UFC 132. On paper, this was an outstanding event, and it delivered. Anthony Njokuani was brilliant. Brian Bowles advanced his comeback. The Rafael dos Anjos knockout was vicious. The Melvin Guillard knockout was even more so. Condit's flying knee. The Ortiz shocker. Wanderlei Silva's chin fails the Chris Leben test. And the best main event fight we've seen all year. Only shame was the reportedly low pay-per-view numbers, suggesting the casual fan hasn't bought into the little guys headlining just yet.
"It's God's will. As God would have it for me, that's what we'll do." -- Fedor Emelianenko, on his future following three straight losses. Not like we haven't heard this one before, but one has to wonder where Fedor Emelianenko goes from here. I didn't feel he would retire after losing to Antonio Silva and, oddly enough, I feel even stronger he won't this time, despite losing again to Dan Henderson. The question is, where will he fight? Continuing in Strikeforce would require productive talks between M-1 Global and Zuffa -- an uncertainty, even after all that's happened in the past two years.
Alistair Overeem ousted from Strikeforce. A strange story, still being fleshed out, as Strikeforce officials have by and large refrained from commenting publicly on the situation. Alistair Overeem's unwillingness to accept a Grand Prix fight against Antonio Silva on Sept. 10 was the basis of the feud. The fact that he then accepted a fight in October under the Netherlands-based promotion United Glory probably didn't help matters, although it was within the rights of his nonexclusive contract to do so. He exits the promotion having defended the heavyweight title just once, despite winning it way back in 2007.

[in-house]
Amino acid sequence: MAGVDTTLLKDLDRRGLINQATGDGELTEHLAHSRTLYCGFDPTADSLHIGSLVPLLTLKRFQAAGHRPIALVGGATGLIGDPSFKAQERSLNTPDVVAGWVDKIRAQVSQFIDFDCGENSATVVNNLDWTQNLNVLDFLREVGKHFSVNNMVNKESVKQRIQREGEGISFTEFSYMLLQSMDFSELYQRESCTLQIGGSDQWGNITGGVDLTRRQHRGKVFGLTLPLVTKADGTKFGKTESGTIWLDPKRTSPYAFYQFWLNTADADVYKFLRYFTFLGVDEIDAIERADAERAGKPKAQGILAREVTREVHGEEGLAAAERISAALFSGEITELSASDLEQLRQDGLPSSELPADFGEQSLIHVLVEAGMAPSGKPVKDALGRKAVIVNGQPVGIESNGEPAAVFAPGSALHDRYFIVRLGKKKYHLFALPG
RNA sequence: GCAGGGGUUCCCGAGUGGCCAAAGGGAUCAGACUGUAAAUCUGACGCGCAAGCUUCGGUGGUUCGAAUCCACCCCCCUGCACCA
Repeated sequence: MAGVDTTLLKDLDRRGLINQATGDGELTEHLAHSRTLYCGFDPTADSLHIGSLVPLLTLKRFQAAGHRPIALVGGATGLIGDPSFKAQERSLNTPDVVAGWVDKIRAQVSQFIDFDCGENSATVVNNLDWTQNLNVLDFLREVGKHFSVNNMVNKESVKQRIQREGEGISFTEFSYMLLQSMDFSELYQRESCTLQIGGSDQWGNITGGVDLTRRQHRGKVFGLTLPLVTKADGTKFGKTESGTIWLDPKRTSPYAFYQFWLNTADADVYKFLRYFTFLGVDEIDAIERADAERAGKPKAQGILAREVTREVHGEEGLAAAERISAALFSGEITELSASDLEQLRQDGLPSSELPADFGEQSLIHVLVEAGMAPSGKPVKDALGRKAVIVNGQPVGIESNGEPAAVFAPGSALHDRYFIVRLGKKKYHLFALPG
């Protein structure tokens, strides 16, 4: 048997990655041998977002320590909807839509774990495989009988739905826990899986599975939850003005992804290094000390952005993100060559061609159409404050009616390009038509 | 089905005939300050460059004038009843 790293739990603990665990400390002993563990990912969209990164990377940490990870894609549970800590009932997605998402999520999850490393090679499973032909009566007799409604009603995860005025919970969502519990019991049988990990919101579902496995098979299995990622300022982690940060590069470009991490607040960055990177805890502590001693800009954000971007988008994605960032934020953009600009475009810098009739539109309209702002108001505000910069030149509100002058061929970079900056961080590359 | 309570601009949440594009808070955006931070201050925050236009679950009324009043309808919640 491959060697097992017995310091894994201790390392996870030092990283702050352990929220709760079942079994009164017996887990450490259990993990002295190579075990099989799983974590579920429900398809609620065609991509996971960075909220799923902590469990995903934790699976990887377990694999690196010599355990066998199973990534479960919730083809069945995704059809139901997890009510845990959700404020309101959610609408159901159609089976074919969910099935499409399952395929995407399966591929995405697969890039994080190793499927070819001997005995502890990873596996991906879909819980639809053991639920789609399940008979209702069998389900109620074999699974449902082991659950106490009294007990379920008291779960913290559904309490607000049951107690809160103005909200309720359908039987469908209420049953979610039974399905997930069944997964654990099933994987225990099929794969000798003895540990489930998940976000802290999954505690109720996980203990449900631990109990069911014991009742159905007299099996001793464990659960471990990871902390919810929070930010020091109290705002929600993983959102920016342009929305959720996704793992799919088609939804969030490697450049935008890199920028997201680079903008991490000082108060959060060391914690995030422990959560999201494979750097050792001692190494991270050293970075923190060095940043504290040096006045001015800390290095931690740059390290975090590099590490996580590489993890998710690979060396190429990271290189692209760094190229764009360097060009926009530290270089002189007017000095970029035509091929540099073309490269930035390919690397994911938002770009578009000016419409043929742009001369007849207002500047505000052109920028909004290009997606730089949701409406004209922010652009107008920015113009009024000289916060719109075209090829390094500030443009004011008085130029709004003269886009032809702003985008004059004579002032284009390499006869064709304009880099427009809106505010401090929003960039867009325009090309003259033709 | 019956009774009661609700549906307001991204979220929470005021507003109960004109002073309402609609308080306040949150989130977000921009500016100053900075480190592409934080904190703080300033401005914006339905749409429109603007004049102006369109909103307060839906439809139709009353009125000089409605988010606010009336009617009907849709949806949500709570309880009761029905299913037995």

Where will Nate Marquardt end up? Answer: BAMMA. Nate Marquardt is taking his talents to England. While multiple suitors looked to land the free agent, it was the British Association of Mixed Martial Arts that ultimately pulled the trigger on the former UFC middleweight. According to comments from BAMMA vice president Liam Fisher to ESPN.com, the deal for Marquardt was one of the most lucrative in the company's two-year history. The best potential fight in BAMMA for Marquardt will likely be at welterweight, against fellow banished UFC fighter Paul Daley. Whether he's willing to say it or not, Marquardt, who happens to be in his prime, has to be rating "Getting back in the UFC's good graces" near the top of his to-do list.
What's wrong with Fedor? Three theories exist. 1. Nothing. He fell into a trap set by a world-class grappler. He got beat up by a guy who severely outweighed him. And he got caught by a punch in a fight he was winning. Fight long enough, those things happen. He's still the best. 2. He's burned out. He hasn't evolved in past years, and his motivation is low after being the man for so long. He was once the best, but not now. 3. We're just seeing him for what he is. He never fought the best competition. He was never as great as everyone thought.
Tito Ortiz. Another big month ahead in MMA. Can't help but be intrigued by Ortiz stepping in on short notice at UFC 133. Will he win? He seems a long shot, but Rashad Evans is coming off a very long layoff and stylistically it's not the worst matchup for Ortiz. What if? Anderson Silva returns to action, and I'm expecting a solid effort with the fight taking place in Brazil. The Bellator featherweight tournament continues with what should be a fun one between Pat Curran and the highly touted Marlon Sandro. Plus, the UFC continues to negotiate.
Brett Okamoto dishes out awards for July.